CONSUMERS DON'T HAVE TO SIT BACK AND ABSORB INSURANCE PREMIUM HIKES

Friday, September 13, 2013

Although various indicators are pointing to short-term insurance premium increases in 2014, consumers don’t have to just sit back and absorb them. There are things – within their control – that can be done to offset imposed premium increases.

Auto & General’s CEO, Leon Vermaak, says consumers could even enjoy reductions on their premiums by making some changes.

“South Africa’s weakening currency, the number of recent local natural disasters and the increase in vehicle accidents have put the insurance industry under pressure to implement premium increases. However, consumers have some power to resist the blow to their budget by putting into play some strategies that could help them actually lower their premiums,” says Vermaak.

This is his checklist for saving on insurance:

 

  • Insure your vehicle for the correct value: Drivers of older vehicles must ensure that they are not over-insuring their cars. While Auto & General Insurance takes into account the vehicles depreciated value, not all insurers do, so make sure your vehicle is insured for the correct value.
  • Update your home contents policy: When it comes to home contents insurance, opportunities to reduce coverage could lie in carefully and regularly updating household inventories. Review your household inventory every six months and adjust the total insured sum accordingly. When you calculate the insured amount of your home contents, make sure you are using replacement values and not market values. Remove old and discarded items that no longer need to be insured from your inventory list. Why should you pay for cover on a computer that stopped working in 2011? Similarly, the costs of some appliances and gadgets have come down in price so you really shouldn’t be paying to insure an item that was more expensive when it first hit the market than it is nowadays.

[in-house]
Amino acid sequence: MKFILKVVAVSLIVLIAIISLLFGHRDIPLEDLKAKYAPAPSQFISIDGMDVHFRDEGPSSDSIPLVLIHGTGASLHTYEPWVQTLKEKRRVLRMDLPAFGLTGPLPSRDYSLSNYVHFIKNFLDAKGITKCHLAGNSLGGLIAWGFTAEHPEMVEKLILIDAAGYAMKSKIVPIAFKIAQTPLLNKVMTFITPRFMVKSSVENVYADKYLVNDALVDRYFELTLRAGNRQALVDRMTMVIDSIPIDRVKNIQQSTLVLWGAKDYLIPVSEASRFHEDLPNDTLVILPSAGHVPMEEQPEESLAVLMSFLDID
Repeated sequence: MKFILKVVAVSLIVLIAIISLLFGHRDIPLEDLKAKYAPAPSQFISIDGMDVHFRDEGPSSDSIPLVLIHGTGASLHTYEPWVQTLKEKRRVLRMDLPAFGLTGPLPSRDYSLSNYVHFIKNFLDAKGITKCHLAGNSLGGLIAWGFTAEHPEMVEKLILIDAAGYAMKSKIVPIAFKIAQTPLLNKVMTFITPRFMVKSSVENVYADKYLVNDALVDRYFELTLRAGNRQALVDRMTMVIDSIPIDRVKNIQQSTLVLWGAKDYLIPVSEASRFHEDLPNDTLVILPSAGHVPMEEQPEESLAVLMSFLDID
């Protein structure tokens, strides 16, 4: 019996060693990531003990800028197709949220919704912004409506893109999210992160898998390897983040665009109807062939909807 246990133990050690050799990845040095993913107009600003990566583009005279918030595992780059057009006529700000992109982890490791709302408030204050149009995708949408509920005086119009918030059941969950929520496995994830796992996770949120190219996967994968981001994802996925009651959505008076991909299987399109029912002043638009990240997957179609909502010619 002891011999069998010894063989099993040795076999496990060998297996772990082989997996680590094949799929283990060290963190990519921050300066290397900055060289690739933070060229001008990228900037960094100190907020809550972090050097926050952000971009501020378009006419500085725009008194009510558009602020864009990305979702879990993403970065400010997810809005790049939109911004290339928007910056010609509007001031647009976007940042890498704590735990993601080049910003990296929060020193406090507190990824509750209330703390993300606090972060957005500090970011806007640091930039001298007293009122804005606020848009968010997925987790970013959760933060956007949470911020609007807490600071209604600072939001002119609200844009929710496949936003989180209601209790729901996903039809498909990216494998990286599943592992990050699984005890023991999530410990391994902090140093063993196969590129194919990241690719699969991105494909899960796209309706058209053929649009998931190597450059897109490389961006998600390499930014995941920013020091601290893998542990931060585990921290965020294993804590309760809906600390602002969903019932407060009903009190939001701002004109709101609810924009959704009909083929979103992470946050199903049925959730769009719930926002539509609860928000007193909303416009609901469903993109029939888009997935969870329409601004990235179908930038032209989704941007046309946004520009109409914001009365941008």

• Don’t duplicate coverage: If your short-term insurance company offers free roadside assistance, you needn’t opt for the same benefit from your medical aid provider, and if your cellphone is insured under your home contents, you shouldn’t be paying for separate cellphone cover.
  • Increase your security: Your short-term insurance premium is calculated based on your risk profile. Your risk profile is based on a number of things such as where you live, the type of car you drive, and the security interventions you have in place, amongst others. You could reduce your car insurance premium if you’ve fitted your car with additional safety features such as a tracking device or an alarm, for example. You could receive a reduction on your home insurance premium if you’ve invested in new alarm system for your home or if you’ve moved to a safer neighbourhood.
  • Don’t claim unnecessarily: Keep your insurance for real catastrophes which result in unexpected large losses and avoid claiming for small events that you could cover from your own pocket. When you claim for every little scratch, your insurance provider will raise your premium to reflect the higher risk you pose.
  • Increase your excess: You could save some money on your insurance by increasing the excess you pay when you claim. Ideally, you want to pay the lowest excess you can in the event of a claim. However, opting for the lowest excess might make your premium too expensive for you. Best practice is to find a balance where you’re paying a reasonable premium and your excess is not too high that you won’t be able to cover that amount should you need to make a claim.

Vermaak recognises that insurance is a grudge-purchase so it is very often one of the first items to be scrapped from the monthly budget. However, he advises those who are thinking of cancelling their insurance to think wisely before they do.

“Burglaries, robberies, hi-jackings and petty theft are also on the up so insuring your valuables has become a necessity. Aside from the risk of having your car or any other possessions stolen, there is the possibility that something else could go wrong, such as a burst geyser or even a fire.

“Not many people have the cash in-hand to replace a stolen car or furniture and appliances ruined in a fire. Those who think that insurance is an unnecessary cost should consider the costs of not being insured before cancelling their short-term insurance,” concludes Vermaak.

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